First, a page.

As an alternative - the Italian/Spanish ships seem just as suited to the expected UK deployable fast jet force and are better designed for multi-role ops. Yes “air is free, steel is cheap” but the difference between their and CVF costs would have say funded additional surface ships.

I think the loss of littoral capability, which these ships are far better suited to, is far more damaging than the gain of a large airfield from which relatively little can be done that host nation facilities cant provide, and having been part of maritime ops- host nation access is vital anyway, including for air bridge of people and kit plus sustainment logistics.
 

Archibald

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As an alternative - the Italian/Spanish ships seem just as suited to the expected UK deployable fast jet force and are better designed for multi-role ops.

Brilliantly said, very interesting post. Let me add my little opinion, for what's it worth.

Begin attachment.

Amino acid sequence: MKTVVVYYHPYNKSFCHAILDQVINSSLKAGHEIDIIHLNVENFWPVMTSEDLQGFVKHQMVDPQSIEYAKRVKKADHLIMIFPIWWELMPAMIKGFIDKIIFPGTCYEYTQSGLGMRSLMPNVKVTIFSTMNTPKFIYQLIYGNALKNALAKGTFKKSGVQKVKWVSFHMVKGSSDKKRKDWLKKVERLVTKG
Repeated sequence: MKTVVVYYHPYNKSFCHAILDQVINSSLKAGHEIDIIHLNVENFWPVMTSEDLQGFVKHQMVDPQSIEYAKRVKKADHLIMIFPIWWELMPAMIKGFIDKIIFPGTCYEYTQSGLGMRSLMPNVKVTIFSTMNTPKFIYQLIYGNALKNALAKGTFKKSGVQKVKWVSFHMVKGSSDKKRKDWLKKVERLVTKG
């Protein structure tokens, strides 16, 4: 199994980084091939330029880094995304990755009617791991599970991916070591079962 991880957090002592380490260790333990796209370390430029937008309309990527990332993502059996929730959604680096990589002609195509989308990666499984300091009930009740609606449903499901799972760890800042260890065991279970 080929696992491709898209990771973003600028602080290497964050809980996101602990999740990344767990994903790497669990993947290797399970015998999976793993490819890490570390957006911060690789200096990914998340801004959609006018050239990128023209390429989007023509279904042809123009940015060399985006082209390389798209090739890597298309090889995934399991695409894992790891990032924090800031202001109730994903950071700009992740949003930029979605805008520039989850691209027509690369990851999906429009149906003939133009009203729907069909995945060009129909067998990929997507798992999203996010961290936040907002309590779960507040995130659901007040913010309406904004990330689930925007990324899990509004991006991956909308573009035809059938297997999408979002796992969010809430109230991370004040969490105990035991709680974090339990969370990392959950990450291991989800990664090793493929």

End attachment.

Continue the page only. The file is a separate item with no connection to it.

I'm more and more convinced that the aircraft carrier is presently re-inventing itself from very large ambious ships (30 000 to 50 000 tons).
With the help of
- the last AV-8B Harrier II (F-18 radar & AMRAAMs into that airframe - Spanish and Italian navies, and USMC, say "thank you")
- the F-35B, which adds stealth and supersonic to the above
- the V-22 Osprey, which does the same for "transport" but also ASW, COD, assault, and many other roles.

I mean, present situation of CATOBAR carriers is NOT encouraging for wannabee candidates
- Nimitz and Ford are formidable, but insanely expensive
- Charles de Gaulle is a loner and a notable exception to the rule (although France will carry on, no matter what)
- China has just entered the game, but just like the USN, has colossal means for colossal ships